8. OK FOR NOW (5/5)

9. WHEN I’M WASTED (4/5)

10. MANSION (4/5)


12. HIGHS & LOWS (4/5)

13. NAME IN THE SAND (3.5/5)

14. NO RAINY DAYS (4/5)





  • Lil Skies’ ability to create memorable hooks and melodies is on point. He knows how to start them, he knows how to finish them, and he knows how to make them stand out like a sore thumb. It’s easily his greatest strength.
  • Skies’ second greatest strength is his ability to open up in a myriad of ways. On this album, he comes across as vulnerable, troubled and paranoid, which strangely enough, he sounds comfortable being.
  • Skies’ third greatest strength is his rapping ability.  When he needs to, he is more than capable of giving us some serious bars, with everything from his flows to his lyrical content sticking out like an NBA player at an opera show. I also think he’s a very clear rapper, which is saying a lot in this mumble rap era we live in.
  • A lot of the young cats in the game say they are confident, but on the real, I think they are confident in their characters and not their rapping abilities. However, Skies sounds confident in his rapping abilities when he spits, especially when his content requires him to stick his chest out a bit.
  • I love the power struggle between Skies’ braggadocios and introspective sides on this album. They each get equal time to shine, and are both met with the same urgency by him.
  • On some real s**t, Skies gives us a perfect glimpse inside the mind of a booming rapper on this album, even though he hasn’t been in the game all that long. I can honestly say my ambitions to be the next Pac went out the window listening to this project.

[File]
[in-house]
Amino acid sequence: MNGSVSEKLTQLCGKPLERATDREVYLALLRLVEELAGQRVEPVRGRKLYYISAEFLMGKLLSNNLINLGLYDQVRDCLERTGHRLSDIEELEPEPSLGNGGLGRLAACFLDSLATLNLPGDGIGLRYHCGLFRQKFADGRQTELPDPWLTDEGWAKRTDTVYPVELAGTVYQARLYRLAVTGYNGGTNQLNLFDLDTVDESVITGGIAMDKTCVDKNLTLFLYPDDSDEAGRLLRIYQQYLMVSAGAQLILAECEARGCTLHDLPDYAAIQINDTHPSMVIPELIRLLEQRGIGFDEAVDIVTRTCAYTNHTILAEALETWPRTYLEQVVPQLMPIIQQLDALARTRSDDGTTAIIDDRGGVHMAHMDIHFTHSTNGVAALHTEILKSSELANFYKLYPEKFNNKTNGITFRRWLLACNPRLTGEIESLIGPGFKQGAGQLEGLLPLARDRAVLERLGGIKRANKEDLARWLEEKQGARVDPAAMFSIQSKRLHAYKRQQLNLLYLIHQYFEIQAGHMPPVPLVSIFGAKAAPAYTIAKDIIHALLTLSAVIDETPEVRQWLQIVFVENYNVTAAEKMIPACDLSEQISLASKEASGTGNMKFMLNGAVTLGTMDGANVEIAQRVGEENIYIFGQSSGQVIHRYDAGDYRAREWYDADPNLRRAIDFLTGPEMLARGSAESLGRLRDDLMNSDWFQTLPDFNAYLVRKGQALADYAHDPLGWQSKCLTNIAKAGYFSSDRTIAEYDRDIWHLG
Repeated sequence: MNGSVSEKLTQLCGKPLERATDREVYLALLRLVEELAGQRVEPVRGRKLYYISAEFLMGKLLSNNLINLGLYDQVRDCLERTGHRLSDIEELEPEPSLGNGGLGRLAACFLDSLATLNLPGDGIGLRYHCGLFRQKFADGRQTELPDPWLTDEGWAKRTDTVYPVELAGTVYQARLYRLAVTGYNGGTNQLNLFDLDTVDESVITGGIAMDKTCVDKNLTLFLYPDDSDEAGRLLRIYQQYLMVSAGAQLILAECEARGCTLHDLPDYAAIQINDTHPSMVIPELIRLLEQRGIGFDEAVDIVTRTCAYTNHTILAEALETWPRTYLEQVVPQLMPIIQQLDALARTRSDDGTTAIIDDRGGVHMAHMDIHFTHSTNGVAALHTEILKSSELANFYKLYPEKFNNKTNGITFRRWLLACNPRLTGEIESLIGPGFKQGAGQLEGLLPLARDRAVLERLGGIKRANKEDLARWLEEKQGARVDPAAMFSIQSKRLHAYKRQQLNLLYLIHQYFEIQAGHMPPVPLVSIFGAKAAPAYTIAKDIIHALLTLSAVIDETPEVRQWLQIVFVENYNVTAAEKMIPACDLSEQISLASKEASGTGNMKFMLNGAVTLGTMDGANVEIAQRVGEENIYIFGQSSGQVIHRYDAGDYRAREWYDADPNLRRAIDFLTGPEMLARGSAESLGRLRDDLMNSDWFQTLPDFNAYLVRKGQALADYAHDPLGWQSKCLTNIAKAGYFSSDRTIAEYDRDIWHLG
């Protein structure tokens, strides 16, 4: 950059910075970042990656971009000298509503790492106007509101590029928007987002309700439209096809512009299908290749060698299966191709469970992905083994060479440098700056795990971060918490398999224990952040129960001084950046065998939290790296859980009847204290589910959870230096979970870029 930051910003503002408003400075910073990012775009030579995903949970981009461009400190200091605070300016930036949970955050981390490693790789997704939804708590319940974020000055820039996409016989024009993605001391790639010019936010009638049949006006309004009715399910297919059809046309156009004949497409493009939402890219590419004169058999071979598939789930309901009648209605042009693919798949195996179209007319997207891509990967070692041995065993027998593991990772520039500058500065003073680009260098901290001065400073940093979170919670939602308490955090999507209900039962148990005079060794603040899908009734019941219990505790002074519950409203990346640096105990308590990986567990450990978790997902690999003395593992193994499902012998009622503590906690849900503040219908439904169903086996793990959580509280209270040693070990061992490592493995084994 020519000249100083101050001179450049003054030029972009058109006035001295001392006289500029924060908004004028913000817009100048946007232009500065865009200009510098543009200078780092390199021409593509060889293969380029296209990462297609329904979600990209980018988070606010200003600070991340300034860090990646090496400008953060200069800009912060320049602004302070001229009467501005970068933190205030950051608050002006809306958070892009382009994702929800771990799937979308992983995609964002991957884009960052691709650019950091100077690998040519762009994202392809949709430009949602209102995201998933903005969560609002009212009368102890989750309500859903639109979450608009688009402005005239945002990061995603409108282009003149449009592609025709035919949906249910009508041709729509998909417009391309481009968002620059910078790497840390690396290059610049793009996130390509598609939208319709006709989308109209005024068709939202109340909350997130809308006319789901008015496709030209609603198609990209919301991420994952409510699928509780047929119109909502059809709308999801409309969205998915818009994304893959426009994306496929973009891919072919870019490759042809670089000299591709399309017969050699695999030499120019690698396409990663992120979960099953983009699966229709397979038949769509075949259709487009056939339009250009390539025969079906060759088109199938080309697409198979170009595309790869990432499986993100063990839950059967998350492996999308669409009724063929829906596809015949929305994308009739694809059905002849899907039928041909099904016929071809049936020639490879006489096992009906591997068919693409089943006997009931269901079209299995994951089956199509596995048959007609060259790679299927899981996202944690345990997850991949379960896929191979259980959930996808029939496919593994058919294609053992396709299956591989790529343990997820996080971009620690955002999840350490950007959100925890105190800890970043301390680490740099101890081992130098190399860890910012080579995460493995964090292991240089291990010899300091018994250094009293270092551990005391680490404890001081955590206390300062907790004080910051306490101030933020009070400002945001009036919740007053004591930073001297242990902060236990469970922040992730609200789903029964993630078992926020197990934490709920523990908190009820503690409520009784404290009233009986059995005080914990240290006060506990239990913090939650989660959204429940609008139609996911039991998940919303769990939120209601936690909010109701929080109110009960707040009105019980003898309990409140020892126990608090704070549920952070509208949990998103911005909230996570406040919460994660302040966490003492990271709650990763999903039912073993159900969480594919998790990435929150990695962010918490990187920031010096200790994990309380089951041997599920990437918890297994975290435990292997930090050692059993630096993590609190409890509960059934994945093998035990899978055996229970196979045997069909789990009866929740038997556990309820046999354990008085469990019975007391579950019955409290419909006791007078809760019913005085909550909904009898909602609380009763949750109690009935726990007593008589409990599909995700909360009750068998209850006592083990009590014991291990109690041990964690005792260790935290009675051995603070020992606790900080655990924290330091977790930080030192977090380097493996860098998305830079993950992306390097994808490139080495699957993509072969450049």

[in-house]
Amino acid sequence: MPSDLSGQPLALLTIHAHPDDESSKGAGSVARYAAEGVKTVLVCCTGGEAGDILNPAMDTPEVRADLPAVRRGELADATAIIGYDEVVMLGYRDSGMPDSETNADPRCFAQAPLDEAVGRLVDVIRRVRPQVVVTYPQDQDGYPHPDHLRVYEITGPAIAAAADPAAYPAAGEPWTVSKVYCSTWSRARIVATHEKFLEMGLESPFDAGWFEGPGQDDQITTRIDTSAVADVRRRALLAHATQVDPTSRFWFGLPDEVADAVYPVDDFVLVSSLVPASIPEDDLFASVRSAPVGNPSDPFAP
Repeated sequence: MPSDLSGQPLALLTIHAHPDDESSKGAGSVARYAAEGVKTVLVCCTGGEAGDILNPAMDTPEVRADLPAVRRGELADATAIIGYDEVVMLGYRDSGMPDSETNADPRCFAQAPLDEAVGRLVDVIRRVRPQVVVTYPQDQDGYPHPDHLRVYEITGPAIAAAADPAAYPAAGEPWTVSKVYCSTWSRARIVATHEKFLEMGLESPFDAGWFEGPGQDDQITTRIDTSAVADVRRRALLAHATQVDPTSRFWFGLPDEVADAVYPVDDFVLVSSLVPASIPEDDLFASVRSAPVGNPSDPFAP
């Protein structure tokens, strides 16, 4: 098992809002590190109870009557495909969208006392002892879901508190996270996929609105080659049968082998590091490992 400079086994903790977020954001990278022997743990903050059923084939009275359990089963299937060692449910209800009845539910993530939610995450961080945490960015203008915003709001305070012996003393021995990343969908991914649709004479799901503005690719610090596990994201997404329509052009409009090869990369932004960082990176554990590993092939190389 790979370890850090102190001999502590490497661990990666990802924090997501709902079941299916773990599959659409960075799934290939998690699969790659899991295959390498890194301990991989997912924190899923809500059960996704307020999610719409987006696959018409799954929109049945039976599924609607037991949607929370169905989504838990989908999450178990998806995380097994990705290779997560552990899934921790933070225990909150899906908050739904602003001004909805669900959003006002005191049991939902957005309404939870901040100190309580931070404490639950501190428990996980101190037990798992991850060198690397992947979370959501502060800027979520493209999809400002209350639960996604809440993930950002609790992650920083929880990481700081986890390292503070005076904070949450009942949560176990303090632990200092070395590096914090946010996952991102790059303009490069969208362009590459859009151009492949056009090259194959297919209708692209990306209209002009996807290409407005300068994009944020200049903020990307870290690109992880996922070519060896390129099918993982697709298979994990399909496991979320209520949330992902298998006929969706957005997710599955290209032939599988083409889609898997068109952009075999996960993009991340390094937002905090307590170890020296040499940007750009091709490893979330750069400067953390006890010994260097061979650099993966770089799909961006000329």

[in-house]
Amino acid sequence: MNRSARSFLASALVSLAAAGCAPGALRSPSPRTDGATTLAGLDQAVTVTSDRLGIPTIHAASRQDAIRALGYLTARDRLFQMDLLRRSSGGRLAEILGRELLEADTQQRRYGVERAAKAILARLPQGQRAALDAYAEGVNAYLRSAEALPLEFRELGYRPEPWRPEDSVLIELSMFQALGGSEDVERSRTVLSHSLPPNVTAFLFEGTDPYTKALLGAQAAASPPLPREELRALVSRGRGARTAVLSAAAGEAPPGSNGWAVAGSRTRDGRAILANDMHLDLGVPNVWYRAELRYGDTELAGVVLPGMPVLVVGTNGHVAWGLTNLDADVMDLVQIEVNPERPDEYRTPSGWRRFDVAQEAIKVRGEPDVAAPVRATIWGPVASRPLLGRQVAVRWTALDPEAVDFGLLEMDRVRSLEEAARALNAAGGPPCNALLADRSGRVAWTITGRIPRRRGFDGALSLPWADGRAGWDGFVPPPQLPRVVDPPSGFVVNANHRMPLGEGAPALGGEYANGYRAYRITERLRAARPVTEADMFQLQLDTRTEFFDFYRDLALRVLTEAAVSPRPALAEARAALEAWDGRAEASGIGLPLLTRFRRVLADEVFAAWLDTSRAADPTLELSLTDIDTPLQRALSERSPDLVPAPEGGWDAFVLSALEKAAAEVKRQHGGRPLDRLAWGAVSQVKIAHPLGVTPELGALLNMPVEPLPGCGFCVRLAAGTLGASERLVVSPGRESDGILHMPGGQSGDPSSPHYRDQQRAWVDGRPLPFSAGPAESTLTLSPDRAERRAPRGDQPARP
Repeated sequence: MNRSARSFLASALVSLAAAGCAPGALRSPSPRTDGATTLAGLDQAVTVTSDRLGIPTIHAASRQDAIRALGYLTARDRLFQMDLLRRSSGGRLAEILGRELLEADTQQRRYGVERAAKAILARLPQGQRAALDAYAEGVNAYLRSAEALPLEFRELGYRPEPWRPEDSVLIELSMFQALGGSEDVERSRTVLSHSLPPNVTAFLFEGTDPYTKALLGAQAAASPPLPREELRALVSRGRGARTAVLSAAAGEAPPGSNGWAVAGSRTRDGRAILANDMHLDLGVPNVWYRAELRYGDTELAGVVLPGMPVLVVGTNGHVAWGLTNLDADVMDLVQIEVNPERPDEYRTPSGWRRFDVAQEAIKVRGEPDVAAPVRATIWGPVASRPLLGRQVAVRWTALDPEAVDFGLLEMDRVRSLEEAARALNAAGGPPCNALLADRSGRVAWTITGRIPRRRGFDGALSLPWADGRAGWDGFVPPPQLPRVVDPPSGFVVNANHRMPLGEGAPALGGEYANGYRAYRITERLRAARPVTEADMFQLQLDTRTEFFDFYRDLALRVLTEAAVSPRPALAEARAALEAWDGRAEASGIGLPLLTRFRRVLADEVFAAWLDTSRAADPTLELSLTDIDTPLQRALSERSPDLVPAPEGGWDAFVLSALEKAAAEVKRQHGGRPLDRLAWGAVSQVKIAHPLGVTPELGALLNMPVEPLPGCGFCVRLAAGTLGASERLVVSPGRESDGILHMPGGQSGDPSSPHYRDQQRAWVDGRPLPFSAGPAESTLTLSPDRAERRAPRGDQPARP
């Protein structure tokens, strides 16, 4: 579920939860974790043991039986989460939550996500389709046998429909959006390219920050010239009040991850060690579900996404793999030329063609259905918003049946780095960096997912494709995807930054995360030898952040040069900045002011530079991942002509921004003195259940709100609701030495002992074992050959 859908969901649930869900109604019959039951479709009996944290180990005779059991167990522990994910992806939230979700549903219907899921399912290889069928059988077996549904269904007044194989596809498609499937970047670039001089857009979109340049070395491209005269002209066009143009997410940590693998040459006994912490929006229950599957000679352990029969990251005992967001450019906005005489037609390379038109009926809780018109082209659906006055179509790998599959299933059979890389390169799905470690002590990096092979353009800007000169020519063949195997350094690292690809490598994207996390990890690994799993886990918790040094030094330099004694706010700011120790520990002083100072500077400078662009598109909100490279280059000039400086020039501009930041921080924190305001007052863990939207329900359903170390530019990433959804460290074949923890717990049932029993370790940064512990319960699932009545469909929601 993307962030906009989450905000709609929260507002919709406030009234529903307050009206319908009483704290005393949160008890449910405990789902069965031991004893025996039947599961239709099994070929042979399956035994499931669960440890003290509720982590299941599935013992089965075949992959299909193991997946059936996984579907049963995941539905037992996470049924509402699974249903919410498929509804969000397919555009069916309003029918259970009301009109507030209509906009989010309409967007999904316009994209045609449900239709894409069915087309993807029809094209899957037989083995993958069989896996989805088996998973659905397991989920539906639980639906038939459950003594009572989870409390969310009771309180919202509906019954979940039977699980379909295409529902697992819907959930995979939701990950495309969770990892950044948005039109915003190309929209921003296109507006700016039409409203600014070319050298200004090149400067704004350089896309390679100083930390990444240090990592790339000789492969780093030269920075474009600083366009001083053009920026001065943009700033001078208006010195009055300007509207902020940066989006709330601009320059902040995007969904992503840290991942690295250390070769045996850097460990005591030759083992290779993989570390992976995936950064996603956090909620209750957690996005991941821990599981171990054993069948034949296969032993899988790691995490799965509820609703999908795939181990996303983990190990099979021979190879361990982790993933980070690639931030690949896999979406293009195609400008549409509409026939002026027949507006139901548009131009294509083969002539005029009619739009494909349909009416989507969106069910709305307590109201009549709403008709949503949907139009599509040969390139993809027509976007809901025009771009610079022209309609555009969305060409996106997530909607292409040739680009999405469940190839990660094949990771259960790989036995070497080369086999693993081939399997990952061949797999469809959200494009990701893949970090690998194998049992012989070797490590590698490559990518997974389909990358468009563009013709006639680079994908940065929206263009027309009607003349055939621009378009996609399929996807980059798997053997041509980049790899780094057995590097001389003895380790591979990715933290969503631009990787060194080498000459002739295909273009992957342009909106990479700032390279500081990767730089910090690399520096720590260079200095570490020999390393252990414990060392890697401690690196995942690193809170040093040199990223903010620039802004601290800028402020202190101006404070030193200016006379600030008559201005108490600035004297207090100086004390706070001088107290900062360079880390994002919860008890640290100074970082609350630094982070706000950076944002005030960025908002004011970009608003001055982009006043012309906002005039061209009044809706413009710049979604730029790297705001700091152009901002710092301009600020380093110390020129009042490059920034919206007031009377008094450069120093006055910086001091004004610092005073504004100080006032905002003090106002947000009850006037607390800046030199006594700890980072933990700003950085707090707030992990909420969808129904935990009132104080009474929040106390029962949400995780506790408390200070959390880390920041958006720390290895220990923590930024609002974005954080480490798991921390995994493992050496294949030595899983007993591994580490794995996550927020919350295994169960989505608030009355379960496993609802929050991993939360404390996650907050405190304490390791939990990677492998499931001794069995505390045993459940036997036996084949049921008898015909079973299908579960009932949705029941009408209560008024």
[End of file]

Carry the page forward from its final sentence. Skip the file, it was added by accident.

• How about Gunna’s verse on this song!? He actually put something up that was full of effort. I can argue with you that this was his best showing on a feature.
  • Skies excels when he’s on his rock star s**t.
  • At times, Skies sounds like a more polished version of Lil Xan (Especially on “i”).  I’m not sure if this is a good or bad thing… I say good!



  • There was not enough undeniable rap cuts on the album. Skies focused a lot of his attention on melodic efforts, never really reaching his full potential rapping-wise. Trust me, I’ve heard him lay down some truly impressive verses in the past.
  • Gucci Mane and Landon Cube’s verses on this album were horrible. How can I download a version of “Shelby” without them?
  • At a certain point, the beats on this album started to sound the same (Mainly when it came to tempo and vibes). I didn’t have a major problem with this, but that nit-picking side of me did find that concerning.
  • There are a few moments on this album in which Skies does dumb down his sound. This isn’t necessarily a bad thing, but someone who isn’t a fan of the melodic rap music you hear today can penalize him for that.
  • I’m not sure how long the music on this album will remain relevant. What I heard from Skies on “Shelby” was a better version of what everyone else in the game is doing. But in the end of the day, it still falls in the category of what everyone else is doing. What everyone else is doing will get old very soon to people.

Lil Skies has super star written all over him. I find everything about his artistry appealing. Now that he has his first major project under his belt, I am curious to see what kind of progression he makes from here on out.

One thought on “Lil Skies – Shelby (Album Review)

Leave a Reply

This site uses Akismet to reduce spam. Learn how your comment data is processed.

%d bloggers like this: